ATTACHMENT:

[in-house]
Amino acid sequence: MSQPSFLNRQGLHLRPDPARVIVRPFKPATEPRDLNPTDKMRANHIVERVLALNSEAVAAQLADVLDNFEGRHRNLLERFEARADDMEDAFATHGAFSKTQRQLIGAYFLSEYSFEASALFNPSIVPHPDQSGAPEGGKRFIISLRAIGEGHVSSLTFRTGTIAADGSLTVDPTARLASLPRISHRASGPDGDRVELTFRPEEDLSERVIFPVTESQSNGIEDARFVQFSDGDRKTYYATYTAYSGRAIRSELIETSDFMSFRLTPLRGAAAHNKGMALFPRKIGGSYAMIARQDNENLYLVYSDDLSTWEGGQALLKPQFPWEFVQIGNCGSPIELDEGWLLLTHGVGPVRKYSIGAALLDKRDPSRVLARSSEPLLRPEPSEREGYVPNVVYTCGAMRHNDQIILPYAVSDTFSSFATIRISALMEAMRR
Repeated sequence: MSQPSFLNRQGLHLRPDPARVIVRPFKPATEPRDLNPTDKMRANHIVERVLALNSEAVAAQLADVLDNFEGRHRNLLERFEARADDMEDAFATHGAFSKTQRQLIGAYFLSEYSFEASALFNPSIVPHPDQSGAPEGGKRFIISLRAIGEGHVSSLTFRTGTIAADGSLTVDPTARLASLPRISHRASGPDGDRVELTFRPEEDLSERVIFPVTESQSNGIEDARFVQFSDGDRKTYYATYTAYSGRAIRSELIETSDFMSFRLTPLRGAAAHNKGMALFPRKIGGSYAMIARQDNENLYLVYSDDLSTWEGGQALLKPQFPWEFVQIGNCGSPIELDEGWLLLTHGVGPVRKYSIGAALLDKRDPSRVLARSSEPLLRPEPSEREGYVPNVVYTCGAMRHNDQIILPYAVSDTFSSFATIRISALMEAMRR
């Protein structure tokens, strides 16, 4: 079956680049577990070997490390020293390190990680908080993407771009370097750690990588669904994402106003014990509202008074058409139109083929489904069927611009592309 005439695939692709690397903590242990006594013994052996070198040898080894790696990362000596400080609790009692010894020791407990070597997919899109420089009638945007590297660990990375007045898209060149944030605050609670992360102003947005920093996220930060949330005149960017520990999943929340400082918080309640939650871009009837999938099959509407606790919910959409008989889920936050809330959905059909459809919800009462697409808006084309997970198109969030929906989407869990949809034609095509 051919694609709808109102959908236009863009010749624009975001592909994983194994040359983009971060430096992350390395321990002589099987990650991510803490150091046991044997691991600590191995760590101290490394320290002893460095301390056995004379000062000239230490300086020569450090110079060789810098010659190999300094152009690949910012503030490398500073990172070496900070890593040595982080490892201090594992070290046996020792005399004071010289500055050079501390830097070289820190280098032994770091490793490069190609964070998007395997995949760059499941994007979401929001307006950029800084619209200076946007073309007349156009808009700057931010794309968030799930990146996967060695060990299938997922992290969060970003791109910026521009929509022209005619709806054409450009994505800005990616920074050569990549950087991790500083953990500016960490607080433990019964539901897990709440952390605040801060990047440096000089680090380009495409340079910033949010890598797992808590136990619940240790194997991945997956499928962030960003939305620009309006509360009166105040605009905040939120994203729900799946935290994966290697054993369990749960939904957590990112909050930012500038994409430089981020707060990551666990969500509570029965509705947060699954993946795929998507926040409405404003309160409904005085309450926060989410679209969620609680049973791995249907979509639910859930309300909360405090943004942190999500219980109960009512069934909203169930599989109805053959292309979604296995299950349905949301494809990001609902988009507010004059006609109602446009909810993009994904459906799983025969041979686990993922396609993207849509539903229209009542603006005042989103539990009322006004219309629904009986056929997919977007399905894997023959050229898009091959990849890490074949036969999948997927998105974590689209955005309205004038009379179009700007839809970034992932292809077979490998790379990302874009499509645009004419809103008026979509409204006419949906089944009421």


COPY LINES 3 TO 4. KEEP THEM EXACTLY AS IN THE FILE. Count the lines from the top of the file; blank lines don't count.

Repeated sequence: MSQPSFLNRQGLHLRPDPARVIVRPFKPATEPRDLNPTDKMRANHIVERVLALNSEAVAAQLADVLDNFEGRHRNLLERFEARADDMEDAFATHGAFSKTQRQLIGAYFLSEYSFEASALFNPSIVPHPDQSGAPEGGKRFIISLRAIGEGHVSSLTFRTGTIAADGSLTVDPTARLASLPRISHRASGPDGDRVELTFRPEEDLSERVIFPVTESQSNGIEDARFVQFSDGDRKTYYATYTAYSGRAIRSELIETSDFMSFRLTPLRGAAAHNKGMALFPRKIGGSYAMIARQDNENLYLVYSDDLSTWEGGQALLKPQFPWEFVQIGNCGSPIELDEGWLLLTHGVGPVRKYSIGAALLDKRDPSRVLARSSEPLLRPEPSEREGYVPNVVYTCGAMRHNDQIILPYAVSDTFSSFATIRISALMEAMRR
């Protein structure tokens, strides 16, 4: 079956680049577990070997490390020293390190990680908080993407771009370097750690990588669904994402106003014990509202008074058409139109083929489904069927611009592309 005439695939692709690397903590242990006594013994052996070198040898080894790696990362000596400080609790009692010894020791407990070597997919899109420089009638945007590297660990990375007045898209060149944030605050609670992360102003947005920093996220930060949330005149960017520990999943929340400082918080309640939650871009009837999938099959509407606790919910959409008989889920936050809330959905059909459809919800009462697409808006084309997970198109969030929906989407869990949809034609095509 051919694609709808109102959908236009863009010749624009975001592909994983194994040359983009971060430096992350390395321990002589099987990650991510803490150091046991044997691991600590191995760590101290490394320290002893460095301390056995004379000062000239230490300086020569450090110079060789810098010659190999300094152009690949910012503030490398500073990172070496900070890593040595982080490892201090594992070290046996020792005399004071010289500055050079501390830097070289820190280098032994770091490793490069190609964070998007395997995949760059499941994007979401929001307006950029800084619209200076946007073309007349156009808009700057931010794309968030799930990146996967060695060990299938997922992290969060970003791109910026521009929509022209005619709806054409450009994505800005990616920074050569990549950087991790500083953990500016960490607080433990019964539901897990709440952390605040801060990047440096000089680090380009495409340079910033949010890598797992808590136990619940240790194997991945997956499928962030960003939305620009309006509360009166105040605009905040939120994203729900799946935290994966290697054993369990749960939904957590990112909050930012500038994409430089981020707060990551666990969500509570029965509705947060699954993946795929998507926040409405404003309160409904005085309450926060989410679209969620609680049973791995249907979509639910859930309300909360405090943004942190999500219980109960009512069934909203169930599989109805053959292309979604296995299950349905949301494809990001609902988009507010004059006609109602446009909810993009994904459906799983025969041979686990993922396609993207849509539903229209009542603006005042989103539990009322006004219309629904009986056929997919977007399905894997023959050229898009091959990849890490074949036969999948997927998105974590689209955005309205004038009379179009700007839809970034992932292809077979490998790379990302874009499509645009004419809103008026979509409204006419949906089944009421």